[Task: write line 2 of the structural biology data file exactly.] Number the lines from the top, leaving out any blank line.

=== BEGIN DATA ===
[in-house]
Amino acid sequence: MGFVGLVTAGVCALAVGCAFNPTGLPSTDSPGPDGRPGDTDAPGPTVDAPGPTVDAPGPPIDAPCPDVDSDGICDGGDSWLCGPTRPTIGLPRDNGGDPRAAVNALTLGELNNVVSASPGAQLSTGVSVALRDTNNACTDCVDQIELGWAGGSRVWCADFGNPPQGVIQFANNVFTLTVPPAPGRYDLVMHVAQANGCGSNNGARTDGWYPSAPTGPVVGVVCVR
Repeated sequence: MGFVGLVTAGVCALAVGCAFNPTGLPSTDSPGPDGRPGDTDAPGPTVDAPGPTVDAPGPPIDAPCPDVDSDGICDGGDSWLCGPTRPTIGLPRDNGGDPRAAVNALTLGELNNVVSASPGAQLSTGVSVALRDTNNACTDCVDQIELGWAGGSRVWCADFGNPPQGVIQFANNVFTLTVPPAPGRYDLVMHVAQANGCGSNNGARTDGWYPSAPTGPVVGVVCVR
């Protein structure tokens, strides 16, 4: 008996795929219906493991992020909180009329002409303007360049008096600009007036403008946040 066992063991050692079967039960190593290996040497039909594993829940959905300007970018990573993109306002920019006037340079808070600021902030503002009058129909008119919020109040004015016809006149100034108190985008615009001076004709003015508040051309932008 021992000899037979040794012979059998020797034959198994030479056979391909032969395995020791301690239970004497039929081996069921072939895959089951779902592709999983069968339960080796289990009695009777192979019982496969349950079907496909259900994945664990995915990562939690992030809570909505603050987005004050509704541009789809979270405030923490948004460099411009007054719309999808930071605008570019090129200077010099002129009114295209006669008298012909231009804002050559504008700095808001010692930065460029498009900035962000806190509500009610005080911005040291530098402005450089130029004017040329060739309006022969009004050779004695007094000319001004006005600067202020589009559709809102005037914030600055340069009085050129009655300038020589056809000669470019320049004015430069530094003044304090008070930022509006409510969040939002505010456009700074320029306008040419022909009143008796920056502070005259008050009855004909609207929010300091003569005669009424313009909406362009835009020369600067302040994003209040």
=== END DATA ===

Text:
Amino acid sequence: MGFVGLVTAGVCALAVGCAFNPTGLPSTDSPGPDGRPGDTDAPGPTVDAPGPTVDAPGPPIDAPCPDVDSDGICDGGDSWLCGPTRPTIGLPRDNGGDPRAAVNALTLGELNNVVSASPGAQLSTGVSVALRDTNNACTDCVDQIELGWAGGSRVWCADFGNPPQGVIQFANNVFTLTVPPAPGRYDLVMHVAQANGCGSNNGARTDGWYPSAPTGPVVGVVCVR